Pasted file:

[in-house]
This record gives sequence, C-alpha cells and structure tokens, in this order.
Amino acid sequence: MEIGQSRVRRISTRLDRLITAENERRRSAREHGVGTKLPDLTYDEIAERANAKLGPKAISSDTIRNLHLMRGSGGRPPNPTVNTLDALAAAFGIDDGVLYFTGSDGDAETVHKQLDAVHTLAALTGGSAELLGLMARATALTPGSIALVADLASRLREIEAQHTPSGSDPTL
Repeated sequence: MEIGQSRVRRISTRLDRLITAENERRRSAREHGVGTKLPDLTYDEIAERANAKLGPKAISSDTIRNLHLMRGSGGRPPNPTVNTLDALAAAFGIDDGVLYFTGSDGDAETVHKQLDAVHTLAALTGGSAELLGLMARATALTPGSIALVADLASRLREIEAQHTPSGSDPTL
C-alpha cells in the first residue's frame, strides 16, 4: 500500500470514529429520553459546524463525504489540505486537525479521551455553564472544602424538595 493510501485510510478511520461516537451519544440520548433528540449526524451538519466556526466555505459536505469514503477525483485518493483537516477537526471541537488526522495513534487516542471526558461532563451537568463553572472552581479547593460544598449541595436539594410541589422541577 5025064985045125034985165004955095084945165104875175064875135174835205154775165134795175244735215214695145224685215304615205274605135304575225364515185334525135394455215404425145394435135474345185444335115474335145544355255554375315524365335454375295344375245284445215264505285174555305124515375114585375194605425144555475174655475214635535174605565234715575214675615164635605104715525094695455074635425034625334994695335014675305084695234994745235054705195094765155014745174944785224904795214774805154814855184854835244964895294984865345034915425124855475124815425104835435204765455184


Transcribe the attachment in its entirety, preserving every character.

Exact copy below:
[in-house]
This record gives sequence, C-alpha cells and structure tokens, in this order.
Amino acid sequence: MEIGQSRVRRISTRLDRLITAENERRRSAREHGVGTKLPDLTYDEIAERANAKLGPKAISSDTIRNLHLMRGSGGRPPNPTVNTLDALAAAFGIDDGVLYFTGSDGDAETVHKQLDAVHTLAALTGGSAELLGLMARATALTPGSIALVADLASRLREIEAQHTPSGSDPTL
Repeated sequence: MEIGQSRVRRISTRLDRLITAENERRRSAREHGVGTKLPDLTYDEIAERANAKLGPKAISSDTIRNLHLMRGSGGRPPNPTVNTLDALAAAFGIDDGVLYFTGSDGDAETVHKQLDAVHTLAALTGGSAELLGLMARATALTPGSIALVADLASRLREIEAQHTPSGSDPTL
C-alpha cells in the first residue's frame, strides 16, 4: 500500500470514529429520553459546524463525504489540505486537525479521551455553564472544602424538595 493510501485510510478511520461516537451519544440520548433528540449526524451538519466556526466555505459536505469514503477525483485518493483537516477537526471541537488526522495513534487516542471526558461532563451537568463553572472552581479547593460544598449541595436539594410541589422541577 5025064985045125034985165004955095084945165104875175064875135174835205154775165134795175244735215214695145224685215304615205274605135304575225364515185334525135394455215404425145394435135474345185444335115474335145544355255554375315524365335454375295344375245284445215264505285174555305124515375114585375194605425144555475174655475214635535174605565234715575214675615164635605104715525094695455074635425034625334994695335014675305084695234994745235054705195094765155014745174944785224904795214774805154814855184854835244964895294984865345034915425124855475124815425104835435204765455184